Commentary No : 2021 / 2
5 min read

On 5 December 2020, what Nick Cohen, an observer columnist at the Guardian, has written was sensational. Drawing on the concept of forced labour, he was telling his readers that slavery was about to become something people are getting used to today. He referred to the Uyghurs in the Chinese cotton industry and their conditions in the ‘workplace.’ Moreover, Cohen referred to lobbyists of major companies such as Apple, Nike, and Coca-Cola, because they have been accused of weakening the Uyghur Forced Labor Prevention Act. The reason behind the accusations against these companies was that they did not want to harm their supply chains in China.[1] Among the companies mentioned in the report, there were also those who did not remain passive. For example, the Swedish clothing giant, H&M, announced that they would no longer supply Xinjiang products and cut off their “indirect” ties with Chinese suppliers.[2]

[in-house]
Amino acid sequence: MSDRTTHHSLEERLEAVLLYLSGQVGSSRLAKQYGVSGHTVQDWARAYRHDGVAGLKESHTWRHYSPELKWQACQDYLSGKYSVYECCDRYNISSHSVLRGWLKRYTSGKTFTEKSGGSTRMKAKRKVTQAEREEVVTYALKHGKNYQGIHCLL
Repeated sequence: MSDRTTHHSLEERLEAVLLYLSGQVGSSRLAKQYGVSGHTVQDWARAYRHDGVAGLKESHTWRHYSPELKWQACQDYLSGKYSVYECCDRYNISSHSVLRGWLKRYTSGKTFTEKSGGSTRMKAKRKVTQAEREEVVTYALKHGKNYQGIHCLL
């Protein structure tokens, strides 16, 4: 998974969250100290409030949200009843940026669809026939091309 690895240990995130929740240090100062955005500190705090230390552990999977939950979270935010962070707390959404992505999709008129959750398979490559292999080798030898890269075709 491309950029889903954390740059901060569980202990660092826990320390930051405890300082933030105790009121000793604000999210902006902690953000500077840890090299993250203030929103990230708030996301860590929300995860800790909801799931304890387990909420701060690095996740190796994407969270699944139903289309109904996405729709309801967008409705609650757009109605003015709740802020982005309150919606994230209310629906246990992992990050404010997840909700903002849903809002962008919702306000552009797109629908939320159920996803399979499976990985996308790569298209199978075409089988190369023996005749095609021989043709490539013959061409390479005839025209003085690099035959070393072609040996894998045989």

The major companies and news related to them do not fall off the agenda lately. This time, Huawei is at the forefront because it was accused of testing a facial recognition system to detect Uyghurs. Upon this, a very famous football player announced that he ended his affiliation with the brand. The football player called Huawei “to take concrete actions as quickly as possible to condemn this mass repression.”[3] Huawei did not accept the charges and stated that the technology they developed did not serve such a purpose.

How about the consumers? In the continuation of his writing, “Do consumers want to know where they [smartphones, smart clothes, and smart trainers] come from or have their supply disrupted by prohibitions?,” Cohen was provokingly asking.[4] Regardless of the answer, it seems certain that news regarding well-known companies in the media attracted attention from all over the world to the suppression faced by the Uyghurs and other minorities in Xinjiang.